After that short stint in central Japan, all of us split up to make our way to the different prefectures either by domestic flight or shinkansen (bullet train). I really wanted to try the shinkansen, but I took the domestic flight to Shimane Prefecture instead. There are really way too many prefectures in Japan to take note of, and besides the standard, Hiroshima and Nagasaki, I honestly had never heard of any other prefecture before. That, is really quite disappointing.
Made our way to the airport, and said goodbye to the others before that. Mixed emotions definitely. We got our boarding passes and lunch boxes before we boarded the flight; and we had time to roam around the airport for a little while.
(My solidarity group, SG-E, on the first morning together sharing our contingent cheers)
(My lunchbox. How pretty does that look?!?!)
(May, from Myanmar)
Arrived in Shimane, and it was freezing and pouring all at the same time. Help. We ran for the bus.
The bus took us to our courtesy call, before we headed to our hotel - New Urban Hotel.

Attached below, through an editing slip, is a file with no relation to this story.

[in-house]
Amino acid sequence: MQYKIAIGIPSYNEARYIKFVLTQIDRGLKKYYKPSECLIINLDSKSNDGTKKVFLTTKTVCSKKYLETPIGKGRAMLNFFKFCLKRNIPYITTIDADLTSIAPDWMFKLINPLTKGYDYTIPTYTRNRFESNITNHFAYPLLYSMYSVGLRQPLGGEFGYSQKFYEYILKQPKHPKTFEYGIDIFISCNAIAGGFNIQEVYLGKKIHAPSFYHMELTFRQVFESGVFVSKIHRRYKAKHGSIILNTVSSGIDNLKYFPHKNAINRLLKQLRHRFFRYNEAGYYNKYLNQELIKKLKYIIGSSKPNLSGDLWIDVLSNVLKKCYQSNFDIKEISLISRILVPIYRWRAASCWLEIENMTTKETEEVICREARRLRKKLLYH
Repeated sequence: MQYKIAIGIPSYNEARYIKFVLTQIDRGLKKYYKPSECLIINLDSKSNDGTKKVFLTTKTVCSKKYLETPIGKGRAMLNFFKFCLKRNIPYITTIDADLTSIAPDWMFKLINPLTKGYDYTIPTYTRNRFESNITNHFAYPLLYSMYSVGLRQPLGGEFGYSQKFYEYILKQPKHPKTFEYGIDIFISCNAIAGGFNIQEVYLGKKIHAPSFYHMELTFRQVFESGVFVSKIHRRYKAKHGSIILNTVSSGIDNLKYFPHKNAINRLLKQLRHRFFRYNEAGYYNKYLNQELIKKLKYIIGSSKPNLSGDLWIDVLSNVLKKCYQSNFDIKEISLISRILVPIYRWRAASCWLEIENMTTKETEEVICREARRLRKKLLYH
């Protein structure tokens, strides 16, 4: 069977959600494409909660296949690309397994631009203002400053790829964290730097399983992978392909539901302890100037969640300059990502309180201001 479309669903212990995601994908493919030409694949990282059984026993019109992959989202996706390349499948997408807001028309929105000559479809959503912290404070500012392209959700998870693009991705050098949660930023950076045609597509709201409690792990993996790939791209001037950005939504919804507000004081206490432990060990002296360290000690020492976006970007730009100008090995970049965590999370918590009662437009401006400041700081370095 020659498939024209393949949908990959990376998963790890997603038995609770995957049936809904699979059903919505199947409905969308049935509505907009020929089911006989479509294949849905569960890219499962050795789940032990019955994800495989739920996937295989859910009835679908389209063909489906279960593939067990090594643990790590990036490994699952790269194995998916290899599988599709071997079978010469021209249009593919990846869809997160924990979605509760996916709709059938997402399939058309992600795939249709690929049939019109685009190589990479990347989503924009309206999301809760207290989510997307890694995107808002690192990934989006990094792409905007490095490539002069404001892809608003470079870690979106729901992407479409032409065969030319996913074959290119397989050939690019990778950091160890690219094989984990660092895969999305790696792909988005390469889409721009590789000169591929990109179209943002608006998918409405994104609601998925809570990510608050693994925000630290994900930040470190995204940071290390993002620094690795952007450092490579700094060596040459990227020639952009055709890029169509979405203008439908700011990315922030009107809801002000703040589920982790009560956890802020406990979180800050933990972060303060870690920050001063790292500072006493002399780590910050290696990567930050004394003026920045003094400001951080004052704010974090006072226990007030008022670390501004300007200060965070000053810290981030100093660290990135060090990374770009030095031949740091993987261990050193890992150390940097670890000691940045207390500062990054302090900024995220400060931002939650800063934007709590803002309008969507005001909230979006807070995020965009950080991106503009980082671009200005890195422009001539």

We were all allocated to one room per person, which was a really unique and yet sad experience for me. Staying in a room by yourself is not exactly an exciting thing, especially when the walls are paper thin. Decided to take in the experience anyhow because then again, it is a once in a lifetime.
The keys looked like huge quartz necklaces. Got those after our intense onsen briefing.
They rented out yukatas, and all of us jumped at the chance of wearing one. It was free too, which was really cool. Bad weather to wear the yukata though since it was ridiculously thin, and it was pouring and freezing outdoors.
The Japanese youth kindly helped us with the complications of the yukata, and we wore it to dinner.
Dinner was in a separate building, and when we walked in, the traditional Japanese setting welcomed us. The spread was amazing. Just that many dishes for one person; its mad!
That spread of deliciousness consisted of locally caught fish, and even their famous local clams. What I found was that they usually cooked soup with the clams, and always had fish and soba; the two popular dishes in that prefecture.
Not wanting to be the first to jump into the onsen, Elton, Bela and I went on a rampage in the convenience store and we bought puddings and desserts to enjoy in my room. Just a little SPY bonding session. Sadly our icecream melted because my fridge wasn’t working; so we had matcha soup.
Food pretty much sums up my first night in a new territory. Day two in Shimane brings me to more food, and a whole other experience making Japanese sweets.
Watch the vlog here: